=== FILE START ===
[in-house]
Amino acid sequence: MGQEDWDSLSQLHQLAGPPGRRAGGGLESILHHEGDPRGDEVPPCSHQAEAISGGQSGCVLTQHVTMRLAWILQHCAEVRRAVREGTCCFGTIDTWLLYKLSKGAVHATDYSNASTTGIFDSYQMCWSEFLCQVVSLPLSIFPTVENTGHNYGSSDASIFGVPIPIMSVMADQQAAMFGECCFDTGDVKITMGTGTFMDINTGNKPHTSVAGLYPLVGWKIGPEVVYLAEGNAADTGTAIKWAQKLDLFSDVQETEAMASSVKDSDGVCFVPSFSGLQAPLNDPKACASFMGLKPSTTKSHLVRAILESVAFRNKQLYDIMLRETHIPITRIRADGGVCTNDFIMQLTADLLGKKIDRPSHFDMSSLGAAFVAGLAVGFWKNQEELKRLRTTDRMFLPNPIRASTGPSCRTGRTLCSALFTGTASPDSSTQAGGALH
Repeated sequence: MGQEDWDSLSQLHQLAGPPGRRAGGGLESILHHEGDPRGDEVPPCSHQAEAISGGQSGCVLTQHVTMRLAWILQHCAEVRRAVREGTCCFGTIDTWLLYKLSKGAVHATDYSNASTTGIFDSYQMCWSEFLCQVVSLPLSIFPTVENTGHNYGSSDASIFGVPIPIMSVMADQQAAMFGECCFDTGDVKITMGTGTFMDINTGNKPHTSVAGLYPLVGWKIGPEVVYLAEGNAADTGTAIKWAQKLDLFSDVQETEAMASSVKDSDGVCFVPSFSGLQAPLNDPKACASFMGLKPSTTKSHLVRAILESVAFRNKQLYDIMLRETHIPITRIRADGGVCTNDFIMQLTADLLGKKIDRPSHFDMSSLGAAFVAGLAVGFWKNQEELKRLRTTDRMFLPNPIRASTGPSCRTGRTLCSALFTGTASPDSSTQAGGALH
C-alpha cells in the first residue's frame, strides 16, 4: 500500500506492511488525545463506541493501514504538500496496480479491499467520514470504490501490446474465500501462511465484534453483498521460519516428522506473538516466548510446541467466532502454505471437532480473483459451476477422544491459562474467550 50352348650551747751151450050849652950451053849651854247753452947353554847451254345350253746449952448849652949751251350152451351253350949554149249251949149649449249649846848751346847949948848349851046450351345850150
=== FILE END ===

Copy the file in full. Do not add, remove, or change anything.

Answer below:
[in-house]
Amino acid sequence: MGQEDWDSLSQLHQLAGPPGRRAGGGLESILHHEGDPRGDEVPPCSHQAEAISGGQSGCVLTQHVTMRLAWILQHCAEVRRAVREGTCCFGTIDTWLLYKLSKGAVHATDYSNASTTGIFDSYQMCWSEFLCQVVSLPLSIFPTVENTGHNYGSSDASIFGVPIPIMSVMADQQAAMFGECCFDTGDVKITMGTGTFMDINTGNKPHTSVAGLYPLVGWKIGPEVVYLAEGNAADTGTAIKWAQKLDLFSDVQETEAMASSVKDSDGVCFVPSFSGLQAPLNDPKACASFMGLKPSTTKSHLVRAILESVAFRNKQLYDIMLRETHIPITRIRADGGVCTNDFIMQLTADLLGKKIDRPSHFDMSSLGAAFVAGLAVGFWKNQEELKRLRTTDRMFLPNPIRASTGPSCRTGRTLCSALFTGTASPDSSTQAGGALH
Repeated sequence: MGQEDWDSLSQLHQLAGPPGRRAGGGLESILHHEGDPRGDEVPPCSHQAEAISGGQSGCVLTQHVTMRLAWILQHCAEVRRAVREGTCCFGTIDTWLLYKLSKGAVHATDYSNASTTGIFDSYQMCWSEFLCQVVSLPLSIFPTVENTGHNYGSSDASIFGVPIPIMSVMADQQAAMFGECCFDTGDVKITMGTGTFMDINTGNKPHTSVAGLYPLVGWKIGPEVVYLAEGNAADTGTAIKWAQKLDLFSDVQETEAMASSVKDSDGVCFVPSFSGLQAPLNDPKACASFMGLKPSTTKSHLVRAILESVAFRNKQLYDIMLRETHIPITRIRADGGVCTNDFIMQLTADLLGKKIDRPSHFDMSSLGAAFVAGLAVGFWKNQEELKRLRTTDRMFLPNPIRASTGPSCRTGRTLCSALFTGTASPDSSTQAGGALH
C-alpha cells in the first residue's frame, strides 16, 4: 500500500506492511488525545463506541493501514504538500496496480479491499467520514470504490501490446474465500501462511465484534453483498521460519516428522506473538516466548510446541467466532502454505471437532480473483459451476477422544491459562474467550 50352348650551747751151450050849652950451053849651854247753452947353554847451254345350253746449952448849652949751251350152451351253350949554149249251949149649449249649846848751346847949948848349851046450351345850150